by Tony D’Altorio, Investment U Research
Friday, February 11, 2011
Brazil has a sunken treasure off its shores… though not the type Jack Sparrow might seek.
Instead, it is stashed beneath miles of water, rock and layers of salt beneath the ocean’s floor. And these so-called “pre-salt” oil fields make for the biggest oil discovery in the Americas since the 1970s.
Brazil’s oil regulator estimates they contain about 50 billion barrels of oil equivalent. That’s more than enough to turn Brazil into one of the world’s top oil producers in this upcoming decade.
However, making use of that potential looks challenging going forward. Both Brazil and its national oil company, Petrobras ADR (NYSE: PBR) will have their hands full…
Petrobras’ Big Challenge in a Big Country
Brazil is Latin America’s largest economy. And according to the World Bank, it ranks eighth globally.
Petrobras is already a big part of that.
Its capital expenditures currently accounts for around 2% of Brazilian GDP. And its overall supply chain makes up a total of 7-8% of GDP.
The pre-salt fields have enormous implications for the country. So Brazil regards Petrobras’ exploration and development in this area as a national endeavor.
Petrobras has ambitious capital expenditure plans set to grow it rapidly, especially compared to the larger economy. The company wants to invest $224 billion into developing these fields by 2014.
That includes a huge amount of new equipment, such as 28 drilling ships, equal to a third of today’s global fleet. The project also requires 146 additional supply ships, 8 FPSOs and 72 large oil tankers.
By the time it buys all of that, Petrobras will have more ships than most nations’ navies!
Yet it does really need all of them due to the depth and remoteness of the fields. For example, rather than pipe oil to the coast, it will store it on floating platforms before taking it to shore in tankers.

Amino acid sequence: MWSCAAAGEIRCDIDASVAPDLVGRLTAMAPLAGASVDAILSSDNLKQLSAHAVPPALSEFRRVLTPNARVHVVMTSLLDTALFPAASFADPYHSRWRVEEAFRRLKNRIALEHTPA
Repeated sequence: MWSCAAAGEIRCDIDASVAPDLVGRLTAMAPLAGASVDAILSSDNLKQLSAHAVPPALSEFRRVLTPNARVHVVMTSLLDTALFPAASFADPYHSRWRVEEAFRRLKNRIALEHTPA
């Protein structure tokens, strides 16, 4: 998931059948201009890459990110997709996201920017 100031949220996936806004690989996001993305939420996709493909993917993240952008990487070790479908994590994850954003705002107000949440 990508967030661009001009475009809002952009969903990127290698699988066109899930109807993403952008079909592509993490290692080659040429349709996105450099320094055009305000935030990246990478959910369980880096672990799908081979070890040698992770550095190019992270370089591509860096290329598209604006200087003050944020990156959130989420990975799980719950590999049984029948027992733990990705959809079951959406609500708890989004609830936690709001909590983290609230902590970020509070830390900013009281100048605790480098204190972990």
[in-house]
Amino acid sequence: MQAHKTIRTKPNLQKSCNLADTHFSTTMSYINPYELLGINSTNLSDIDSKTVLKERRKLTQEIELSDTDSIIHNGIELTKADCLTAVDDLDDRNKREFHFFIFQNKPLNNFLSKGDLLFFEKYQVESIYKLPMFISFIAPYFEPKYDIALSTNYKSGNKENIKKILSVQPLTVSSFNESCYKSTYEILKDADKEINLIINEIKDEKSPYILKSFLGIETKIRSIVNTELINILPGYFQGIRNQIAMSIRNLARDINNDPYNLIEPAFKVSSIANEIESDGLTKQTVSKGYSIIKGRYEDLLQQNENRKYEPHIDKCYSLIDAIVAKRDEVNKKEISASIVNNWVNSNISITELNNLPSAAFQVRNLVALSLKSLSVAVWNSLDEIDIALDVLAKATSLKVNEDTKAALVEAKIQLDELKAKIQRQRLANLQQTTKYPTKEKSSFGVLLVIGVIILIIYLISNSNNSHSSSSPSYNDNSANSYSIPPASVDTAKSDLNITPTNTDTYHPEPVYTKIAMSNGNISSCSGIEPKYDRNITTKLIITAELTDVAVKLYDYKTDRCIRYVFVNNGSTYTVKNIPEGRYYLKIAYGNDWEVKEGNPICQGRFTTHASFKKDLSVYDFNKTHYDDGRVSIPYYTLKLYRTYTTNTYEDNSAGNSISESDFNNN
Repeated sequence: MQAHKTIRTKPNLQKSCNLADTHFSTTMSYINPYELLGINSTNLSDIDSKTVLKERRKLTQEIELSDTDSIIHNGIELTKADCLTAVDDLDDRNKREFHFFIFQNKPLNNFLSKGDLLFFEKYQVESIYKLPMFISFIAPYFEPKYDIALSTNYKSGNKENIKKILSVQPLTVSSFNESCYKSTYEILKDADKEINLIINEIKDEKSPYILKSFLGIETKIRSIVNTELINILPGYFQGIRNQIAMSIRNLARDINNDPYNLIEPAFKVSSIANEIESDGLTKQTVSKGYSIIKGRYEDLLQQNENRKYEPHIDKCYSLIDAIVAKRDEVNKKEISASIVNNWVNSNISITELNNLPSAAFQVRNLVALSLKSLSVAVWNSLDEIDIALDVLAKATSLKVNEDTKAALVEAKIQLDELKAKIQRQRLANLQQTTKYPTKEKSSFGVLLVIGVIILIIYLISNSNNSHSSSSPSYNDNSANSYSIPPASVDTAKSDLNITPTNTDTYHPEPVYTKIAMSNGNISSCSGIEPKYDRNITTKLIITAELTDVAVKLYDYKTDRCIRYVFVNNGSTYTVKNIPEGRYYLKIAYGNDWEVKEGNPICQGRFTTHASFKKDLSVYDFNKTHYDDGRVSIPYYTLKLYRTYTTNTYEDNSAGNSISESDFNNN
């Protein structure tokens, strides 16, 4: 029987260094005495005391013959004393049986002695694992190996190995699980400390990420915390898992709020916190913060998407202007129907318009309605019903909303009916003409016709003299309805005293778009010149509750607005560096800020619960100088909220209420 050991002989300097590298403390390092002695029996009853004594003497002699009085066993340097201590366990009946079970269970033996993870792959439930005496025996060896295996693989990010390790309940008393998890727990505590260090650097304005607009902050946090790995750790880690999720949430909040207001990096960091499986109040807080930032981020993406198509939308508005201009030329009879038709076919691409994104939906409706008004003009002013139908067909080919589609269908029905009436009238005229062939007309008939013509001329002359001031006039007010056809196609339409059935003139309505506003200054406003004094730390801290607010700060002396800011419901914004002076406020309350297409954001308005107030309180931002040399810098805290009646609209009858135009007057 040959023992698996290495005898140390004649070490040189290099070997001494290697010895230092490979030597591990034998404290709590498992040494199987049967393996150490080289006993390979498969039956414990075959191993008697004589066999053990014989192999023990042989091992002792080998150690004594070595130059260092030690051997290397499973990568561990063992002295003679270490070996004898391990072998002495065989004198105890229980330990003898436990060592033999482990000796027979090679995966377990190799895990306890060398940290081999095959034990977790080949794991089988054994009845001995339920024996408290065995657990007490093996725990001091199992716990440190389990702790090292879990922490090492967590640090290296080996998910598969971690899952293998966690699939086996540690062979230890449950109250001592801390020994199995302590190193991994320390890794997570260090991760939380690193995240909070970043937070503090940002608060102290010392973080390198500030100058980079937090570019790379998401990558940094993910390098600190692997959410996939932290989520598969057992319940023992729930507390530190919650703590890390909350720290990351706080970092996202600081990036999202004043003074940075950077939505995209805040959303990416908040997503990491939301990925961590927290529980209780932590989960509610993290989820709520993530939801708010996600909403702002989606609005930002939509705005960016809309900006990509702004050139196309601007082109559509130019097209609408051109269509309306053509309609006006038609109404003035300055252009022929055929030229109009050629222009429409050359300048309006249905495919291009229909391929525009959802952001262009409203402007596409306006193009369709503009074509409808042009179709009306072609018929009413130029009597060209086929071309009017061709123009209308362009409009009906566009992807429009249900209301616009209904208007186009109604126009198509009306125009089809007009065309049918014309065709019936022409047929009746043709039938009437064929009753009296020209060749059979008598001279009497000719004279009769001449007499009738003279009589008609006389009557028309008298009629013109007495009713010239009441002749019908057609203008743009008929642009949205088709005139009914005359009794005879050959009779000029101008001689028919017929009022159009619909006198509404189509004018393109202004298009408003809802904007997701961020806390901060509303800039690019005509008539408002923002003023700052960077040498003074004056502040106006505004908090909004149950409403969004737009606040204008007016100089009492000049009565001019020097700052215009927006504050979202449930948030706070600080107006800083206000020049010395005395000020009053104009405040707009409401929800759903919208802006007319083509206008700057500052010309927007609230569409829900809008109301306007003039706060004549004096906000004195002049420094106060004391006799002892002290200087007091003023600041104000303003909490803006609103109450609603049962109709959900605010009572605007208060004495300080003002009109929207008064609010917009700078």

Then there are the five new oil refineries Petrobras has planned for its 50% increase in refinery output. Its current refineries are running at full capacity even while Brazilian demand just keeps going up.
Petrobras’ ultimate goal is to double the country’s domestic oil production. That would take it from about 2 million barrels of oil a day to roughly 4 million barrels by 2020.
Financing Difficulties and What Might Come of Them
However, financing this $224 billion investment may prove almost as difficult as engineering it.
If oil prices stay at $80 a barrel, Petrobras says it can raise $155 billion of the $224 billion it needs in capital expenditure from internal operations alone. And it already has a $25-$28 billion in cash.
Most of that comes from the world record $70 billion stock offering it made last year. Another portion comes from its $6 billion bond offering several weeks ago, the largest in Brazil’s corporate history.
That leaves $30-$40 billion. Petrobras says it can finance that with further debt offerings in the next four years, but that hasn’t appeased everybody…
Some investors think the company’s huge fund-raising efforts could push its net debt-to-equity ratio – now at 18% – beyond its internal 35% limit. Exceeding that could harm its investment grade rating.
Fortunately, a closer look shows little reason to worry in that department.
Yes, Petrobras’ net debt as a ratio of earnings before interest, taxes, depreciation and amortization is expected to rise from 0.9%. But that’s only to 1.4 times in a few years, well below its 2.5 internal limit.
Others doubt whether the Brazilian market can handle such large debt-raising plans. But based on its recent growth pattern, that shouldn’t be a problem.
Dealogic shows Brazilian companies issuing $47 billion of debt in 2010, a $17 billion hike from 2009.
In fact, the sheer size of Petrobras’ bond offerings could comprise up to a third of each year’s issuance. While that might stifle competition, the oil giant’s importance to the country means the bonds will get sold in Brazil regardless.
With the financial markets so strong right now, Petrobras has a good shot of raising what it needs. But any upsets in the global capital markets or oil prices could force it to rethink its ambitious plans.
And if that happens, investors had better hope the company has a viable Plan B to put in place quickly.